How to Stay Safe From a Rip Current

Warning Sign "Danger Strong Current" at the beach. Credit - Getty Images

At least six people swimming along Florida’s coast died over the weekend after getting caught in a series of rip currents, bringing attention to one of the many dangers of the sea.

Experts say that there are many precautions people can take to stay safe from rip currents—which can move as fast as eight feet per second and faster than any Olympic swimmer.

Rip currents are narrow channels of water that move people away from the shoreline and cause some 100 drowning fatalities every year. “At the beach, you have waves and water crushing up onto the sand, and that water needs to go somewhere, right? And so rip currents are locations along the beach where that water will flow back out to sea,” National Weather Service Community Engagement Lead Douglas Hilderbrand tells TIME.

Rip currents are experienced along the East, Gulf, and West coasts of the U.S., as well as the Great Lakes. “Even in the Gulf of Mexico, where people think the waves are smaller than the Atlantic, you can still get very dangerous rip currents,” says Hilderbrand. This year rip currents have been particularly deadly in Puerto Rico, though the Outer Banks or Florida Panhandle can also see a high number of drownings, he says.

These types of currents vary in strength, but can pose a risk to even the most experienced swimmers. More than 80% of all beach rescues are due to rip currents, according to the United States Lifesaving Association).

There have been at least 16 reported deaths already in 2024. Here’s how to stay safe during a rip current.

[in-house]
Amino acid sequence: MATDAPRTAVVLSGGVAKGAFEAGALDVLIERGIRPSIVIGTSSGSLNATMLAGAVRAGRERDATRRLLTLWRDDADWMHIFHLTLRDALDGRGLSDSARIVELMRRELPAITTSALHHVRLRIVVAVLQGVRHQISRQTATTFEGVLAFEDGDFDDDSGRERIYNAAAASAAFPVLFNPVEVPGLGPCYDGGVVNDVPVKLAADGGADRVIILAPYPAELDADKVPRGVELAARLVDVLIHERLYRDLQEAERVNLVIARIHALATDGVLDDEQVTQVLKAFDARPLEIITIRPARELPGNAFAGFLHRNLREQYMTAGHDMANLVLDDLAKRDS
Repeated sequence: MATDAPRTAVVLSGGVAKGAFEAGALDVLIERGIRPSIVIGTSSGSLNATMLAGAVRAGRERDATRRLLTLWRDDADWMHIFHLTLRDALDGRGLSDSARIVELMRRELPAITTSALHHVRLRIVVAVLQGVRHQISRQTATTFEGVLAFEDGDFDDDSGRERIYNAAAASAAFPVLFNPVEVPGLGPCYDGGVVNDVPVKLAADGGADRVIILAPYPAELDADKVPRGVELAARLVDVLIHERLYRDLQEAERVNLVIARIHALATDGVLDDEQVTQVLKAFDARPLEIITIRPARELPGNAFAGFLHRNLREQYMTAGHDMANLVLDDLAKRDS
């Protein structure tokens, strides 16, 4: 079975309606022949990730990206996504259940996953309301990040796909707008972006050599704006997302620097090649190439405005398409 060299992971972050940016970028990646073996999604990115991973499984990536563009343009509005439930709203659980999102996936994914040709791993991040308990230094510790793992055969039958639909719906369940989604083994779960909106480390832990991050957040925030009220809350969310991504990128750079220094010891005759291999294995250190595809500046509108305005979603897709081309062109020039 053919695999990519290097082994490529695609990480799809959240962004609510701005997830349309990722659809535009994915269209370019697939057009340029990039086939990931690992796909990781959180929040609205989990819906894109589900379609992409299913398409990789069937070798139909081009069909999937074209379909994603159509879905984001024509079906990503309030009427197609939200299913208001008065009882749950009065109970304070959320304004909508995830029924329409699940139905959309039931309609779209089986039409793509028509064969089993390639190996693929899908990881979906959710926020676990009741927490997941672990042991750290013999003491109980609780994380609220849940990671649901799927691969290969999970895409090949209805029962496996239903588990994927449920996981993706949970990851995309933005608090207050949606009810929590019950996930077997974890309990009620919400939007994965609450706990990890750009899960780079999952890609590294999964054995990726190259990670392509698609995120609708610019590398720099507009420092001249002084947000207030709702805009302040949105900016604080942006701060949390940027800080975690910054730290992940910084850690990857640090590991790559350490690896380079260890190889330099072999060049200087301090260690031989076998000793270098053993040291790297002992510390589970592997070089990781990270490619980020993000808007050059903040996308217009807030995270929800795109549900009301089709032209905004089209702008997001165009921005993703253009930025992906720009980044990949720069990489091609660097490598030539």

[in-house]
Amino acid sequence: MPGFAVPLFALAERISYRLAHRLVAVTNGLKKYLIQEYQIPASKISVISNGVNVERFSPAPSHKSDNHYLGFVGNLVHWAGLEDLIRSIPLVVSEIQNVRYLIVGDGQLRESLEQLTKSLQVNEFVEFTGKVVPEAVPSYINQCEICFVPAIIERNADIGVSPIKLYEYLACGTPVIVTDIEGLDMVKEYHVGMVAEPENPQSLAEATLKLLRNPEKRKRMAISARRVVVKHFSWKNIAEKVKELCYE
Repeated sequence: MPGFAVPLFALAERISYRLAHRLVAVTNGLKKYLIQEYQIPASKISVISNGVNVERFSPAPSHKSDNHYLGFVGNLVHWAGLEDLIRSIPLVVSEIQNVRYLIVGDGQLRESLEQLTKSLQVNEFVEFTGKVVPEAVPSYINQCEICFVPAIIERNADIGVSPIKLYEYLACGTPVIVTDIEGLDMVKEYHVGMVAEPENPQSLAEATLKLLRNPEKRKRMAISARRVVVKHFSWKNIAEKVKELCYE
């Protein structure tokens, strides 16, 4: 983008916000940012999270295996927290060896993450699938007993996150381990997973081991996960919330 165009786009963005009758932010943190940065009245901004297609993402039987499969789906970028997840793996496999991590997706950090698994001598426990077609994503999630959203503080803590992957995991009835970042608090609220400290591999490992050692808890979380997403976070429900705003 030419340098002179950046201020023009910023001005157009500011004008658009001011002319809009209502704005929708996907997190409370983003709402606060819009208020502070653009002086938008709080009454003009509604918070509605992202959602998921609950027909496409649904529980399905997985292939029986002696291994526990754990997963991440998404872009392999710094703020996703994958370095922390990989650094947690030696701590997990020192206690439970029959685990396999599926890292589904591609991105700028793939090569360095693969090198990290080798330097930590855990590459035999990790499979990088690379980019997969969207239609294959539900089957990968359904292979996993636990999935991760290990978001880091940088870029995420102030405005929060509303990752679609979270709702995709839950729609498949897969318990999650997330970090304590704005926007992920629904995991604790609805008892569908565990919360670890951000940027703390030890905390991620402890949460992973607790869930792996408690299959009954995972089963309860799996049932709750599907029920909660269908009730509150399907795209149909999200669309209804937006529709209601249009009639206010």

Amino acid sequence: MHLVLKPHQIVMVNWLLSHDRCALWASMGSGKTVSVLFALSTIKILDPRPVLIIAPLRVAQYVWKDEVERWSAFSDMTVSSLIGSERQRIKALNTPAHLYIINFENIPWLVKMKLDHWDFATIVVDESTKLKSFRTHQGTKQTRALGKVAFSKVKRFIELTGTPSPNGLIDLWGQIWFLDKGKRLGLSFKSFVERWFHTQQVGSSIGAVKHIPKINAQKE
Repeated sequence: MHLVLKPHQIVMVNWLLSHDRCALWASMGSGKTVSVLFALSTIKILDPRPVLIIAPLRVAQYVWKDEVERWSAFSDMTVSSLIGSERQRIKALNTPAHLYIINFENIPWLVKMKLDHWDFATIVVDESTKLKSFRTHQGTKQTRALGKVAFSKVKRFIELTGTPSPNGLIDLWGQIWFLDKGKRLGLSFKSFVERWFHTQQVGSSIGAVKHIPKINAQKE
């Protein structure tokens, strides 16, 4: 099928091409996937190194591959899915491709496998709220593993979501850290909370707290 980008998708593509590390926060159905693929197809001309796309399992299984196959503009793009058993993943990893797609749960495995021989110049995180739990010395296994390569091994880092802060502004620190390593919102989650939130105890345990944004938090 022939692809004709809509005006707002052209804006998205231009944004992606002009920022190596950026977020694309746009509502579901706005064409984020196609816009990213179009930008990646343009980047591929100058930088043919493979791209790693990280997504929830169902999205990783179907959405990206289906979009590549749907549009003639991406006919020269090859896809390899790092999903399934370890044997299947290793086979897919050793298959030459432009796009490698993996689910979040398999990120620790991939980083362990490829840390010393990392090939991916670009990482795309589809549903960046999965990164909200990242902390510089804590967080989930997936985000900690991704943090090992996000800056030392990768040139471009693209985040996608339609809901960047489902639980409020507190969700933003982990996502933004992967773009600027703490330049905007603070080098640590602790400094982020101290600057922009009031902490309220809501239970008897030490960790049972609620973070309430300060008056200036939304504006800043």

How to spot a rip current

Spotting a rip current may even be difficult for trained lifeguards, making it even harder for the average beach-goer. It might be easiest to spot a rip current by first looking at where waves are crashing to then find the gaps in the water. “The best description that we can give is that it's an area where you don't see a lot of breaking waves, and don't see the white foamy water of a crashing wave. You actually see a lack of waves,” Hilderbrand says. Surf Life Saving of New South Wales notes that rip currents may also be seen as a gap of seemingly calmer and darker water. Debris or seaweed moving towards the sea may also be indicative of one.

Hilderbrand says that people swimming at a beach with a lifeguard should feel at ease as they often designate safe swimming areas with flags in the sand.

How to stay safe 

Basic water safety advises people to always swim near lifeguards and know their limits within the water. “Your children [may be] comfortable swimming at the neighborhood pool or the backyard pool, [but] the ocean is a completely different environment,” Hilderbrand says.

But if you do find yourself caught in rip current, the most important thing is to remain calm. Trying to swim against a rip current will cause great fatigue, which will only increase the possibility of drowning. “There's no downward force from rip currents. It's going the opposite direction of the shoreline,” says Hilderbrand. “If you were able to stay calm and float, that rip current eventually ends.”

To break the grip of the rip current, people should look for waves (which will indicate that they are out of the rip current area) and ride those waves to shore. Swimming parallel to the shore until you can get out of the current is the best bet.

If there are lifeguards on duty, or others nearby, you should try to ask for help by raising your hand, or calling out.

If a loved one is caught in a current, the best thing to do is reach out for additional support to avoid being subject to what experts refer to as a secondary drowning.

“Stay calm. Activate that emergency process, whether it's calling 911, shouting to somebody to call 911, or get[ting] the attention of a lifeguard. Try to find something that could be used as a flotation device, like a kid's boogie board, or floaty [to help],” says Hilderbrand. “Take an emotional pause before taking the action to go into the water.”

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